Sexual misconduct, including non-consensual sexual contact and non-consensual sexual intercourse, is an ongoing topic of conversation and preventive education efforts.

Many of the situations investigated under our Sexual Misconduct and Harassment Policy: Title IX, VAWA, Title VII involve alcohol, and we have conversations on campus about responsible use of alcohol as well. A student who is found responsible for a policy violation by a team of trained investigators may face long-term suspension or permanent dismissal from the College. Here are some suggestions for guiding these important discussions. Please don’t hesitate to contact us if you have any questions. 

  1. No means no: The single most crucial thing for students to understand is that "no means no." If the person you are with says "I don't want to have sex tonight" or "I don't want to do oral sex" or "Please stop" or any other form of statement refusing sex, RESPECT THAT. It doesn't matter if you have had sex with that person dozens of times. It doesn’t matter if that person had sex with four other people you know. It doesn't matter if that person came back to your room with you. It doesn't matter if that person has been kissing you. NO MEANS NO.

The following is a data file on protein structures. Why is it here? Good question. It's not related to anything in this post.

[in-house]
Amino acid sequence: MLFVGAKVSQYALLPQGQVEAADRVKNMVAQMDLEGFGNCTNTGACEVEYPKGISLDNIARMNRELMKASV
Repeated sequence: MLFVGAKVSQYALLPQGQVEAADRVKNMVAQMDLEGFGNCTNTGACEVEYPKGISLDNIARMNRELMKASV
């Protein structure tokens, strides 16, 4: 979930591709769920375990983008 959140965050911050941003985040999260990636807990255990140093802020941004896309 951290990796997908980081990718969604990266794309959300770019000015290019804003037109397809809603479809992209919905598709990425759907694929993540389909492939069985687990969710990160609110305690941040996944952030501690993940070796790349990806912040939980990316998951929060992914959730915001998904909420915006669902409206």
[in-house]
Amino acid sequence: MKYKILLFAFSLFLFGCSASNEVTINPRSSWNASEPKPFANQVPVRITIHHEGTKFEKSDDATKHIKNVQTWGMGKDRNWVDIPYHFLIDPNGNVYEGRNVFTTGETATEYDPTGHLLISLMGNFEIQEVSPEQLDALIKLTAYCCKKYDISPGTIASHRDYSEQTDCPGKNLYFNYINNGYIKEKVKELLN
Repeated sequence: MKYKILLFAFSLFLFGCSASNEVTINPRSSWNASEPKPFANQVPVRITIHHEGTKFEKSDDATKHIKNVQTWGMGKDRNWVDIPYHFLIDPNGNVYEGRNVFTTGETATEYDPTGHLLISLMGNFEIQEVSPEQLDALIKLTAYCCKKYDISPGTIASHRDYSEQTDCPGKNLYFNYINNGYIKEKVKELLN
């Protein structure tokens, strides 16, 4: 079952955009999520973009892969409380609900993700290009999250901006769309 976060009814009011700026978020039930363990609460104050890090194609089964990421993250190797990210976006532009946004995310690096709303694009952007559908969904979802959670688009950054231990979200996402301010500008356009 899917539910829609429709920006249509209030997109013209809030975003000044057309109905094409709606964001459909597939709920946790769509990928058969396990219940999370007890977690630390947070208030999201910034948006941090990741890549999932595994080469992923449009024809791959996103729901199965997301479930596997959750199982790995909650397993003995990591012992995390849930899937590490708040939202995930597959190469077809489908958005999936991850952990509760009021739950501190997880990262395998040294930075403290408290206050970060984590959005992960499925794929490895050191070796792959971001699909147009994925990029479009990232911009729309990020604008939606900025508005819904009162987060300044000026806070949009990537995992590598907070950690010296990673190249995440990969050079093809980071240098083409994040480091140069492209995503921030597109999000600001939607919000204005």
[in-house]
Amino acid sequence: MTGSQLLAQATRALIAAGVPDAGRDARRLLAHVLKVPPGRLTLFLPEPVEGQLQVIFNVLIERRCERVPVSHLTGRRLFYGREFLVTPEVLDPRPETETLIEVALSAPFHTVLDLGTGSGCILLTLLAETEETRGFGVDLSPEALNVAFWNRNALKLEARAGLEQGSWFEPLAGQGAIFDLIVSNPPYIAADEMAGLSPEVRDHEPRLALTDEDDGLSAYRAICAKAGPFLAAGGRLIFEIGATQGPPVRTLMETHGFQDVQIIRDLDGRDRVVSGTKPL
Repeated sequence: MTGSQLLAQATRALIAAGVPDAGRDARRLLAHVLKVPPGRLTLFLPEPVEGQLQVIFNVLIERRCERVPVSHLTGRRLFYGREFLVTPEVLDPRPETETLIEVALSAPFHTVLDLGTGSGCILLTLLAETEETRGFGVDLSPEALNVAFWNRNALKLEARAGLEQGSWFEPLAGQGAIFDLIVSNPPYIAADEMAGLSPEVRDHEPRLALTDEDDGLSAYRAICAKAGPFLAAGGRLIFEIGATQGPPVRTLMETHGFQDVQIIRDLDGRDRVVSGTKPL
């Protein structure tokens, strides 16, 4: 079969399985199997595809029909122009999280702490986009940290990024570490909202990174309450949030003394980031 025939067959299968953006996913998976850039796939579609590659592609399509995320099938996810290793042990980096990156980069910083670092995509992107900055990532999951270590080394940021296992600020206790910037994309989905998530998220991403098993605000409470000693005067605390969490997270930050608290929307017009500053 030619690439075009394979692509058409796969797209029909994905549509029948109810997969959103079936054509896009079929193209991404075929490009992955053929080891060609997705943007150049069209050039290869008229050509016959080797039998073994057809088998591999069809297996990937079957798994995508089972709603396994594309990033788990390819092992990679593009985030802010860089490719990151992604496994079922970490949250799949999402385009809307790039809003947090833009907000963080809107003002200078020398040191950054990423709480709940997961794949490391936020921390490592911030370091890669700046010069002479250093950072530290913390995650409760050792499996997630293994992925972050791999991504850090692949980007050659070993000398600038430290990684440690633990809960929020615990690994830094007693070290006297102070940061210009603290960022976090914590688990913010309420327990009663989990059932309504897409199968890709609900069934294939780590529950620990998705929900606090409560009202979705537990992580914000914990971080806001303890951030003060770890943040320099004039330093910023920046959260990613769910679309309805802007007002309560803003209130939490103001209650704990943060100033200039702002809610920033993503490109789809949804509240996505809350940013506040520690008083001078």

2. No participation means no consent: If someone doesn't say "no," that doesn't mean they are necessarily saying "yes." At Kenyon, participants in a sexual activity need to affirmatively consent to the activity. Kenyon doesn't require that someone say "yes;" you can indicate yes with your actions. So if someone is not actively participating in the sexual behavior, take that as a "no." If they are not taking off their clothes or taking off your clothes or moving with you or reciprocating your behaviors, just stop. When in doubt, ask! Communicating with your partner directly is the best way to make sure you are both enjoying the experience.
  3. Vomiting, staggering, slurring: Incapacitation due to alcohol, drugs or sleep makes it impossible to consent to sex. How do you know if your possible partner is too drunk? There are a number of important signs: vomiting, staggering, falling (or nearly falling), unusual emotional volatility, any loss of consciousness, difficulty staying awake, slurring speech. Again, when in doubt, stop.
  4. Intoxication does not excuse bad behavior: Initiating non-consensual sex is a policy violation, regardless of your level of intoxication. Period. Being drunk is not an excuse or a defense.
  5. Penalties: Title IX policy violations are serious. Penalties can range from warnings to dismissal. If you are found responsible for violating the policy in terms of non-consensual sexual intercourse, the typical penalty is long-term suspension or dismissal. Either one of these penalties is permanently noted on your transcript. There may be criminal penalties as well. See Kenyon’s Civil Rights Policy for more information.

Contact Information

Samantha Hughes
Civil Rights/Title IX Coordinator